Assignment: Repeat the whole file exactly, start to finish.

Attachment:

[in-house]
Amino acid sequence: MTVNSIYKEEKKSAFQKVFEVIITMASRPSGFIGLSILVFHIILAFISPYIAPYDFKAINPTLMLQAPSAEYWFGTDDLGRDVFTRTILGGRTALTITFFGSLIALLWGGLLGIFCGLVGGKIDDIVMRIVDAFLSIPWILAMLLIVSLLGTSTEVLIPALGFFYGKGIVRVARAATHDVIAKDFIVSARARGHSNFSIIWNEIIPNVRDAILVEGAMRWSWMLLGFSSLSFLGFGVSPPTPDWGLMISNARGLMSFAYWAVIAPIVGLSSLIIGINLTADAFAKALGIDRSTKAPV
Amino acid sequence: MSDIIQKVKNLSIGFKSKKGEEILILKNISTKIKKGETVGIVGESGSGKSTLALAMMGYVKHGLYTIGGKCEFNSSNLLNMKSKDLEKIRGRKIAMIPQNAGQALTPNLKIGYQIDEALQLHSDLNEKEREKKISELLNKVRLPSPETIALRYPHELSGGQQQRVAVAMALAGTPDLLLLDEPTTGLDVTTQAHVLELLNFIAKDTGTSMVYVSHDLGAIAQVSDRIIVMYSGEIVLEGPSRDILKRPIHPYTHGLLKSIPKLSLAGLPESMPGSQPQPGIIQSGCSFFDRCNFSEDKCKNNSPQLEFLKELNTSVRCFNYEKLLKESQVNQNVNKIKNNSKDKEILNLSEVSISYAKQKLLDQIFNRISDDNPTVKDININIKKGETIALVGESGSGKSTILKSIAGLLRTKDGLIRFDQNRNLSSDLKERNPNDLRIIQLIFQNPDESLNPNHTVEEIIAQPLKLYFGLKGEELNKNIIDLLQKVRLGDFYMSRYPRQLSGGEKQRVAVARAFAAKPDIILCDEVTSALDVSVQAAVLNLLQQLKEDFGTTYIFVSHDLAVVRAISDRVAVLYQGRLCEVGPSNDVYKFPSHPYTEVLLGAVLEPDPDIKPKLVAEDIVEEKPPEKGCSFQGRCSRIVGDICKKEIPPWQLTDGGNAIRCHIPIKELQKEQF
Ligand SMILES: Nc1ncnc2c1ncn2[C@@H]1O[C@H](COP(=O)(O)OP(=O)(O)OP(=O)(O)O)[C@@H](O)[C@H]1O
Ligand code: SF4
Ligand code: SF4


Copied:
[in-house]
Amino acid sequence: MTVNSIYKEEKKSAFQKVFEVIITMASRPSGFIGLSILVFHIILAFISPYIAPYDFKAINPTLMLQAPSAEYWFGTDDLGRDVFTRTILGGRTALTITFFGSLIALLWGGLLGIFCGLVGGKIDDIVMRIVDAFLSIPWILAMLLIVSLLGTSTEVLIPALGFFYGKGIVRVARAATHDVIAKDFIVSARARGHSNFSIIWNEIIPNVRDAILVEGAMRWSWMLLGFSSLSFLGFGVSPPTPDWGLMISNARGLMSFAYWAVIAPIVGLSSLIIGINLTADAFAKALGIDRSTKAPV
Amino acid sequence: MSDIIQKVKNLSIGFKSKKGEEILILKNISTKIKKGETVGIVGESGSGKSTLALAMMGYVKHGLYTIGGKCEFNSSNLLNMKSKDLEKIRGRKIAMIPQNAGQALTPNLKIGYQIDEALQLHSDLNEKEREKKISELLNKVRLPSPETIALRYPHELSGGQQQRVAVAMALAGTPDLLLLDEPTTGLDVTTQAHVLELLNFIAKDTGTSMVYVSHDLGAIAQVSDRIIVMYSGEIVLEGPSRDILKRPIHPYTHGLLKSIPKLSLAGLPESMPGSQPQPGIIQSGCSFFDRCNFSEDKCKNNSPQLEFLKELNTSVRCFNYEKLLKESQVNQNVNKIKNNSKDKEILNLSEVSISYAKQKLLDQIFNRISDDNPTVKDININIKKGETIALVGESGSGKSTILKSIAGLLRTKDGLIRFDQNRNLSSDLKERNPNDLRIIQLIFQNPDESLNPNHTVEEIIAQPLKLYFGLKGEELNKNIIDLLQKVRLGDFYMSRYPRQLSGGEKQRVAVARAFAAKPDIILCDEVTSALDVSVQAAVLNLLQQLKEDFGTTYIFVSHDLAVVRAISDRVAVLYQGRLCEVGPSNDVYKFPSHPYTEVLLGAVLEPDPDIKPKLVAEDIVEEKPPEKGCSFQGRCSRIVGDICKKEIPPWQLTDGGNAIRCHIPIKELQKEQF
Ligand SMILES: Nc1ncnc2c1ncn2[C@@H]1O[C@H](COP(=O)(O)OP(=O)(O)OP(=O)(O)O)[C@@H](O)[C@H]1O
Ligand code: SF4
Ligand code: SF4